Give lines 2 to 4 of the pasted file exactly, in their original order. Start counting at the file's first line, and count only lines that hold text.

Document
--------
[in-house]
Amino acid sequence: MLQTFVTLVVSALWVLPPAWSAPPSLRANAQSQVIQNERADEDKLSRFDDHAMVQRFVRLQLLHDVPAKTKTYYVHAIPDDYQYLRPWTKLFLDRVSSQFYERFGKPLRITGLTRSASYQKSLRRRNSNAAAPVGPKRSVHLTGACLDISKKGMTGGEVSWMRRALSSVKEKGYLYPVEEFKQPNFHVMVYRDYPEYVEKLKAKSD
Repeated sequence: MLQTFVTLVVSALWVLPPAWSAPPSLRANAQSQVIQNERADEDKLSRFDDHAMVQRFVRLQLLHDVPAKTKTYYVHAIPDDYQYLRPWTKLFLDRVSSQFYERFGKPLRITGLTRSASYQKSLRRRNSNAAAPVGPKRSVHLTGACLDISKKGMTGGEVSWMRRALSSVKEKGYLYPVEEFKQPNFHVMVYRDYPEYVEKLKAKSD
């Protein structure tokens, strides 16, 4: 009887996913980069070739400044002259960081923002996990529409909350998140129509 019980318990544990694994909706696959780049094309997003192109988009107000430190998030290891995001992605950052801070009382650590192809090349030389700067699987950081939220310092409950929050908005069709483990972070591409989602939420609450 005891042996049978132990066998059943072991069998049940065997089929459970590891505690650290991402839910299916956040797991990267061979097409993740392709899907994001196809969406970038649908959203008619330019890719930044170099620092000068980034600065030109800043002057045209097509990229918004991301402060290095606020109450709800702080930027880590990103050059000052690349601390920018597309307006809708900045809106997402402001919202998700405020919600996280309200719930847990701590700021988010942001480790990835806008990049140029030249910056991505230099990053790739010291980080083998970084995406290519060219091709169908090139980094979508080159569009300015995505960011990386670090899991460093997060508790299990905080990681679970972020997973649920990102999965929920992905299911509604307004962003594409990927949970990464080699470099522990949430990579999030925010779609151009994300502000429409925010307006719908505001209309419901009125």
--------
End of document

Amino acid sequence: MLQTFVTLVVSALWVLPPAWSAPPSLRANAQSQVIQNERADEDKLSRFDDHAMVQRFVRLQLLHDVPAKTKTYYVHAIPDDYQYLRPWTKLFLDRVSSQFYERFGKPLRITGLTRSASYQKSLRRRNSNAAAPVGPKRSVHLTGACLDISKKGMTGGEVSWMRRALSSVKEKGYLYPVEEFKQPNFHVMVYRDYPEYVEKLKAKSD
Repeated sequence: MLQTFVTLVVSALWVLPPAWSAPPSLRANAQSQVIQNERADEDKLSRFDDHAMVQRFVRLQLLHDVPAKTKTYYVHAIPDDYQYLRPWTKLFLDRVSSQFYERFGKPLRITGLTRSASYQKSLRRRNSNAAAPVGPKRSVHLTGACLDISKKGMTGGEVSWMRRALSSVKEKGYLYPVEEFKQPNFHVMVYRDYPEYVEKLKAKSD
């Protein structure tokens, strides 16, 4: 009887996913980069070739400044002259960081923002996990529409909350998140129509 019980318990544990694994909706696959780049094309997003192109988009107000430190998030290891995001992605950052801070009382650590192809090349030389700067699987950081939220310092409950929050908005069709483990972070591409989602939420609450 005891042996049978132990066998059943072991069998049940065997089929459970590891505690650290991402839910299916956040797991990267061979097409993740392709899907994001196809969406970038649908959203008619330019890719930044170099620092000068980034600065030109800043002057045209097509990229918004991301402060290095606020109450709800702080930027880590990103050059000052690349601390920018597309307006809708900045809106997402402001919202998700405020919600996280309200719930847990701590700021988010942001480790990835806008990049140029030249910056991505230099990053790739010291980080083998970084995406290519060219091709169908090139980094979508080159569009300015995505960011990386670090899991460093997060508790299990905080990681679970972020997973649920990102999965929920992905299911509604307004962003594409990927949970990464080699470099522990949430990579999030925010779609151009994300502000429409925010307006719908505001209309419901009125």